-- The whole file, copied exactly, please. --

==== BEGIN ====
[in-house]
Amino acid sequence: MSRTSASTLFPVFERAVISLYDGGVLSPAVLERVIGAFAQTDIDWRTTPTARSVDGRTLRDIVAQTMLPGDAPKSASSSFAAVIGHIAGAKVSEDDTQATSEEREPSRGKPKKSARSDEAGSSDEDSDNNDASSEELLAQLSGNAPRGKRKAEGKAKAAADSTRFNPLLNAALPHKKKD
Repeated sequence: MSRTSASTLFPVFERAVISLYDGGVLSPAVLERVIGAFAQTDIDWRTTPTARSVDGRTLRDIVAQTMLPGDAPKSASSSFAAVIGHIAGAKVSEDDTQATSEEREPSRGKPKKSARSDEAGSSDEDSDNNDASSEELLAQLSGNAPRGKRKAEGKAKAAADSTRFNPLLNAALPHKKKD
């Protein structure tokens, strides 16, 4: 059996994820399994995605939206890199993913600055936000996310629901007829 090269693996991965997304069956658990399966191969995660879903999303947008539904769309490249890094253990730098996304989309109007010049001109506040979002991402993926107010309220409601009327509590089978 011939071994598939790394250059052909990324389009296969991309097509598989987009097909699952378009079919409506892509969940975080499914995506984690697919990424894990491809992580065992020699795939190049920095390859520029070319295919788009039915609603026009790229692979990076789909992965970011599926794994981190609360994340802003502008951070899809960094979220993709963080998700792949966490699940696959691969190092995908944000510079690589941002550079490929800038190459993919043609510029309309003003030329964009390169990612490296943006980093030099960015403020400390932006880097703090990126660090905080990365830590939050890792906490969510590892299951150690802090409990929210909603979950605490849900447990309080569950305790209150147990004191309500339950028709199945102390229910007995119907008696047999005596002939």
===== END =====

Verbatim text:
[in-house]
Amino acid sequence: MSRTSASTLFPVFERAVISLYDGGVLSPAVLERVIGAFAQTDIDWRTTPTARSVDGRTLRDIVAQTMLPGDAPKSASSSFAAVIGHIAGAKVSEDDTQATSEEREPSRGKPKKSARSDEAGSSDEDSDNNDASSEELLAQLSGNAPRGKRKAEGKAKAAADSTRFNPLLNAALPHKKKD
Repeated sequence: MSRTSASTLFPVFERAVISLYDGGVLSPAVLERVIGAFAQTDIDWRTTPTARSVDGRTLRDIVAQTMLPGDAPKSASSSFAAVIGHIAGAKVSEDDTQATSEEREPSRGKPKKSARSDEAGSSDEDSDNNDASSEELLAQLSGNAPRGKRKAEGKAKAAADSTRFNPLLNAALPHKKKD
């Protein structure tokens, strides 16, 4: 059996994820399994995605939206890199993913600055936000996310629901007829 090269693996991965997304069956658990399966191969995660879903999303947008539904769309490249890094253990730098996304989309109007010049001109506040979002991402993926107010309220409601009327509590089978 011939071994598939790394250059052909990324389009296969991309097509598989987009097909699952378009079919409506892509969940975080499914995506984690697919990424894990491809992580065992020699795939190049920095390859520029070319295919788009039915609603026009790229692979990076789909992965970011599926794994981190609360994340802003502008951070899809960094979220993709963080998700792949966490699940696959691969190092995908944000510079690589941002550079490929800038190459993919043609510029309309003003030329964009390169990612490296943006980093030099960015403020400390932006880097703090990126660090905080990365830590939050890792906490969510590892299951150690802090409990929210909603979950605490849900447990309080569950305790209150147990004191309500339950028709199945102390229910007995119907008696047999005596002939």